Why Your Church Needs More Variety in Your Sermons (And How to Do It)
- Wednesday, July 31, 2013
Regular preachers need to be more like starters than bench players.
The bench player is a specialist. A southpaw might take the mound to pitch to one player. A sharp shooter enters the game to knock down threes to spark a comeback.
But the starters need to do everything well. These are the triple-threat basketball players, athletes who can shoot, pass, or drive to the basket. These are the five-tool baseball players, guys who can hit for average, hit for power, throw, field, and run fast around the bases.
The triple threat, five-tool preacher is characterized by variety in his sermons. He varies his structure, tone, and delivery of the sermon, so that his church never hears the same message twice.
Must you add variety to your sermons?
Why can’t you just preach three points and a poem on a weekly basis if that’s what you’re good at? Fair question, but here are some reasons why you shouldn't:
· You won’t reach diverse people if you don’t vary your sermons. Your church will be filled with people who resemble you, crippling outreach to various personality types and ethnic groups. If you preach only Paul, you will have only analytical thinkers. How will you reach creatives?
· Also, you won’t preach the whole counsel of God. The content of the Bible varies broadly in genre and tone. If you can’t preach all of it, you will neglect many books of the Bible.
· Finally, you will bore your church! God’s world and God’s word both demonstrate that he has created us for variety. When you become predictable your people lose interest.
How to add variety to your sermons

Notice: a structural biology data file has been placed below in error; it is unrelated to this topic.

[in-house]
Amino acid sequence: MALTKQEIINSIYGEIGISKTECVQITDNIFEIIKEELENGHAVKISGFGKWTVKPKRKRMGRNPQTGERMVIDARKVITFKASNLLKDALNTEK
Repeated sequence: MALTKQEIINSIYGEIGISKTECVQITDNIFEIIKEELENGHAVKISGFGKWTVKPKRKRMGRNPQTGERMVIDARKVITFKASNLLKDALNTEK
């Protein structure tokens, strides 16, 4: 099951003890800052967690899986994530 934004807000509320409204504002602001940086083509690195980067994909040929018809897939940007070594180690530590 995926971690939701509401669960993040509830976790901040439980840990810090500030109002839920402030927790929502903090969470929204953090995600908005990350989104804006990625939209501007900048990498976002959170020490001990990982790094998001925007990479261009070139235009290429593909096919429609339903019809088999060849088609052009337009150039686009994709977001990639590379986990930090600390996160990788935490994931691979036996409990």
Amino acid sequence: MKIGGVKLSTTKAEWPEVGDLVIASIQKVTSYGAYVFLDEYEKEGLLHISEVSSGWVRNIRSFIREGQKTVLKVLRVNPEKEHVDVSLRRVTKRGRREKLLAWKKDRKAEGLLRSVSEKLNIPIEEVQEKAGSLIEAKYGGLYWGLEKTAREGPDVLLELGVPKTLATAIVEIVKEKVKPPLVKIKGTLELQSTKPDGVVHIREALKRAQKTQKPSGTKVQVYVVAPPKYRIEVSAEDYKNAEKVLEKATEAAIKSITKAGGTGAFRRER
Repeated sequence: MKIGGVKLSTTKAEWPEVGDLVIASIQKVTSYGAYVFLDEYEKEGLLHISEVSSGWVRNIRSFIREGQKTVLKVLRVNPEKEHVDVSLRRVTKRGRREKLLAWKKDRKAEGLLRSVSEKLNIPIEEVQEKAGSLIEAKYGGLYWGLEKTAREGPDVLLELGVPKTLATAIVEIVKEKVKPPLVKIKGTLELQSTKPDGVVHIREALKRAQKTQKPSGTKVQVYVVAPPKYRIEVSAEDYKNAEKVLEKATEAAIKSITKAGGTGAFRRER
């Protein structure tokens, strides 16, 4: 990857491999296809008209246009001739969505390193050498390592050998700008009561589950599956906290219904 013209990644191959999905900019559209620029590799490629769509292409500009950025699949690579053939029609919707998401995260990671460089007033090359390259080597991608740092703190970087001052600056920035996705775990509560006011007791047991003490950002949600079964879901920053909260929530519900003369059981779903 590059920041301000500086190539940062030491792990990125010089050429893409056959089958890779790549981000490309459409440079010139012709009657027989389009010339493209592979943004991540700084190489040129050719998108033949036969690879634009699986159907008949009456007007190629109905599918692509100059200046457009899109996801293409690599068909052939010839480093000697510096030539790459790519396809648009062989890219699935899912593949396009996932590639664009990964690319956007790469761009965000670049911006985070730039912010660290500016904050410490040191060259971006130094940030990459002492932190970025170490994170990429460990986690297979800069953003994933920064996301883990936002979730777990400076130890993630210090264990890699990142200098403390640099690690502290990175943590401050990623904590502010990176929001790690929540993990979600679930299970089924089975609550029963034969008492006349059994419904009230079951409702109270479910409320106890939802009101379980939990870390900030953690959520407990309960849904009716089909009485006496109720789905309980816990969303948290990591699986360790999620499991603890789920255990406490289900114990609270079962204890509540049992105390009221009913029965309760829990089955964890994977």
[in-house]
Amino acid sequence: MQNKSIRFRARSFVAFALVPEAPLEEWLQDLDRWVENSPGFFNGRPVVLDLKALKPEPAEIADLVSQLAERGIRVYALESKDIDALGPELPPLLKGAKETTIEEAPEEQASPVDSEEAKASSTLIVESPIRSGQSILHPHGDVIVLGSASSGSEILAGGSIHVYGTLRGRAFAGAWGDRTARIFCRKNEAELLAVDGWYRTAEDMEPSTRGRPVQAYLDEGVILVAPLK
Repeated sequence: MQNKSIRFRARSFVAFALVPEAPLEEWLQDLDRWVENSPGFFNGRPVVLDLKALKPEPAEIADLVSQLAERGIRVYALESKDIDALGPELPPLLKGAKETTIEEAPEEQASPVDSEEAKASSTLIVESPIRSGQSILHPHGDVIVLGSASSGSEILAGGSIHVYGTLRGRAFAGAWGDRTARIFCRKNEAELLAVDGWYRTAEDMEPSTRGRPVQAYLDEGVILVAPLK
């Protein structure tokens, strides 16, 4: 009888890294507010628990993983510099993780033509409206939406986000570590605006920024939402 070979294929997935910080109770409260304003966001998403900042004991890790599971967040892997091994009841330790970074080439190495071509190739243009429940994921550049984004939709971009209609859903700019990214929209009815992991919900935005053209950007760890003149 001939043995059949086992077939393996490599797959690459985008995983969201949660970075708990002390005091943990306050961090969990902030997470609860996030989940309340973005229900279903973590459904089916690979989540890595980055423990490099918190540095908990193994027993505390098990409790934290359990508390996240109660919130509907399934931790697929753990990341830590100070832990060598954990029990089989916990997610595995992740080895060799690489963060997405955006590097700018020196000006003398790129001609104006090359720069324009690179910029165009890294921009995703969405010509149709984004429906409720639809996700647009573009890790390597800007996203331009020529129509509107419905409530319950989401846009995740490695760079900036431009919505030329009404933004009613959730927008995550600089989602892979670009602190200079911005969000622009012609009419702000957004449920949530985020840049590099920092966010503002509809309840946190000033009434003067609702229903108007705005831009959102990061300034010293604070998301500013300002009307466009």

Although five-tool baseball players are a rare commodity, there is no reason why you can’t develop a broader skill set behind the pulpit. All it takes is intentionality, and a bit of practice. Here are three simple ways to change things up.
1. Let 2 Timothy 3:16 guide you toward sermon variety
This verse provides a formula for adding variety to your sermons. What Scripture is useful for—teaching, rebuke, correction, and training in righteousness—suggests at least four types of sermons: theological, confrontational, encouraging, and practical. That’s a nice monthly variety. However, most pastors are drawn primarily to one, given their personality.
There are two ways to make sure you don’t overdo the type you are most drawn toward.
· First, take your cues from the passage to determine if it naturally fits in one of the four categories of 2 Timothy 3:16. For example, if it is a confrontational passage (think Gal. 1:6-10), don’t preach it all warm and fuzzy. Rebuke! Or if it is a passage that pleads (think Gal. 4:8-20), don’t extinguish that passion with unnecessary word studies. Plead!
· Second, when a passage fits a couple of the categories of the 2 Timothy verse, take your cue from the past month of your preaching. Have you preached a couple heavy, didactic sermons lately because you are in the first half of Ephesians? Figure out a way to make the next passage a bit more practical.
The 2 Timothy 3:16 is not a perfect model. The usefulness of Scripture, after all, is not limited to the four benefits Paul lists, and every sermon should contain a bit of all four characteristics. That said, it’s still a helpful guide to get started on sermon variety.
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